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Optimizing Drive Life

In the prior section, we pointed out the importance of free space in enhancing speed. In this, we discuss how free space enhances drive life. Let's begin with the way traditional random writes to flash media dramatically reduce product life.

Each flash drive is made up of a series of erase blocks. These typically are 2mb in size. To perform a random write, a free erase block is erased. Next, the unchanged data is copied into the new block, up to the point of data-change. Then the changed data is copied in. Finally, the rest of the unchanged data is copied in, and the original block is marked as available.

The problem here is what if the data written is only 4kb in size? In a Windows system, three of the four writes performed to update a specific file will always be 4kb in size, because what is being updated is inode controls. (In Linux, 2 out of 3 are inodes.) Another way of thinking of this is that even if your data is a megabyte in size, the average write will only be 256kb. Similarly, database random updates are always in 4kb or 8kb chunks. Email messages average about 11kb in length. And most cached web elements are just a few kilobytes in size.

The write efficiency of a 4kb write is only 4kb/2mb, or 0.2%. Thus, if a manufacturer specifies a linear write level of 50gb a day, this means that at a 4kb block size, the machine can only accept 100 megabytes a day before it is consuming more than the specified performance. Similarly, if we perform a theoretical yield by taking expected erase life per cell times drive size, and dividing by life in days, we find that some drives do not have a long practical life. Consider the worst case: an MLC drive with only 5,000 lives and a 32gb size. Here, the formula would be:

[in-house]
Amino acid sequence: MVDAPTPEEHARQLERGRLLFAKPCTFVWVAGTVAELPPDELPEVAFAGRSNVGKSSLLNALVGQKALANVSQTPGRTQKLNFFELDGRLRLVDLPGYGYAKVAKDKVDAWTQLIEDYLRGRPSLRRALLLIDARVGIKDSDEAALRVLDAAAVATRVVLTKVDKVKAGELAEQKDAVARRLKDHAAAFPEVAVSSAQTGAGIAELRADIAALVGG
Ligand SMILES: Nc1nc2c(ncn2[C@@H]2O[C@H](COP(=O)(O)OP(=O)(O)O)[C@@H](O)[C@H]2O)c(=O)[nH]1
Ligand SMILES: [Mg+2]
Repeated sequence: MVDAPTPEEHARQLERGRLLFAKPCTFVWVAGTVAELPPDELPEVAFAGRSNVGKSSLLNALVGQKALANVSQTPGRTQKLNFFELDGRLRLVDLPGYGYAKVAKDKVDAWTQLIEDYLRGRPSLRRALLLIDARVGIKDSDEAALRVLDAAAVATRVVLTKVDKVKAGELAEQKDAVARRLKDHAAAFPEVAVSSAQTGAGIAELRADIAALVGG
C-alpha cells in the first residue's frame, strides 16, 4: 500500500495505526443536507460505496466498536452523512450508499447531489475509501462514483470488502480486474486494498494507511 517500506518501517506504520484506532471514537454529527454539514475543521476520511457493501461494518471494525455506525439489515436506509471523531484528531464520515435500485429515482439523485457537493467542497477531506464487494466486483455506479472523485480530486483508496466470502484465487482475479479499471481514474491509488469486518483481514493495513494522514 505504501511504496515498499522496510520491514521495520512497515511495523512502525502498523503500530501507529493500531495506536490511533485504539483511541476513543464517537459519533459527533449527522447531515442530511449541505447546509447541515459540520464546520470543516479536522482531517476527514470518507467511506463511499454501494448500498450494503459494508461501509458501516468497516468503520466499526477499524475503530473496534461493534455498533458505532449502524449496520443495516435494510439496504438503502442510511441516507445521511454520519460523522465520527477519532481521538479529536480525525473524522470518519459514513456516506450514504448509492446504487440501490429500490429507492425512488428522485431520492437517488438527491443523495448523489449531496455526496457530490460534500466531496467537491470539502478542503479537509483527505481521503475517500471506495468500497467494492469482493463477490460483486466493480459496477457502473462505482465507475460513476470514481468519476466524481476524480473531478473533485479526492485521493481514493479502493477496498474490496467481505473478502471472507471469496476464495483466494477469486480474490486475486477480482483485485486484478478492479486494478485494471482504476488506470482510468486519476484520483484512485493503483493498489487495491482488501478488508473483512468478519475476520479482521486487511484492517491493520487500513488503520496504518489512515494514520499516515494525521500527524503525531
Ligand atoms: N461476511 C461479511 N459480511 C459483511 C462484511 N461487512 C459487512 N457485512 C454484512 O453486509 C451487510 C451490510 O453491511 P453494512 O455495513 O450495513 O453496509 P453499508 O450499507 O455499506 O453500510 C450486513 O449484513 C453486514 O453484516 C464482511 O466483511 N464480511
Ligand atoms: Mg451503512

5,000 x 0.2% x 32gb
5 x 365

10 x 32gb

Here, we come up with the conclusion that this drive used with the block size described could only last for a total of 320gb, or 175mb/day if we wanted the drive to last for five years. In this specification, this drive would only be suitable for a light duty environment on a Laptop.

Fortunately, some chip makers such as Toshiba make MLC chips that last four times as long as this 5,000-life case. Similarly, a drive that is four times as big has four times the quantity of life. Finally, the practical average amount of data written is normally at least eight kilobytes and moving towards sixteen. Thus, with optimal multipliers of 4, 4, and 3, the amount of data writeable daily becomes satisfactory for a power Laptop user, even if not sufficient for a server. (This said, the power Laptop user still has a major problem with timelyness of writing. See MFT on Laptops.)

But MFT dramatically extends life. Consider what happens to a machine with free space of 30%. This becomes a product that has a write efficiency of 30%, 150 times the life of the 0.2% discussed above. With the application of tuned cleanups and statistical distribution, the 30% becomes a number effectively between 40% and 50%, with the higher efficiency occurring in heavier work loads. As a result, we can think about a 5,000 life cycle 32gb drive accepting 80 terabytes over five years, or 26gb a day with a 30% efficiency, or more with a higher practical efficiency. And if we discuss a 128gb drive with Toshiba chips, that drive can accept three to four over-writes of changes a day.

Let's give that efficiency a real world comparison. Let's suppose that we have a 15k rpm SAS drive, the fastest hard drive made, and that this is used in a database environment where everything written is in 8kb random blocks. Let's further assume that it is doing 100% writes 24 hours a day at saturation. That drive can write about 250 IOs a second, so at 8kb, it can theoretically write a total of 2mb x 86400 seconds, or 168gb of data per drive, what ever that drive's size. In any real world case, that is unlikely to happen. Minimally, half the time will be spent random reading, and more practically 70% to 80% of the time the drive will be spent random reading. The point here is that in practical terms, even the worst quality MLC Flash media when used with MFT is able to do any job those SCSI drives do today, like for like, and the better quality media can do a lot more work.

The reasonable conclusion is that with MFT, drives using MLC chip technology are satisfactory for about 95% of all server applications, and that SLC technology drives with their capacity to be overwritten 15 to 25 times a day, are suitable for use even in mission critical 7x24 Enterprise environments.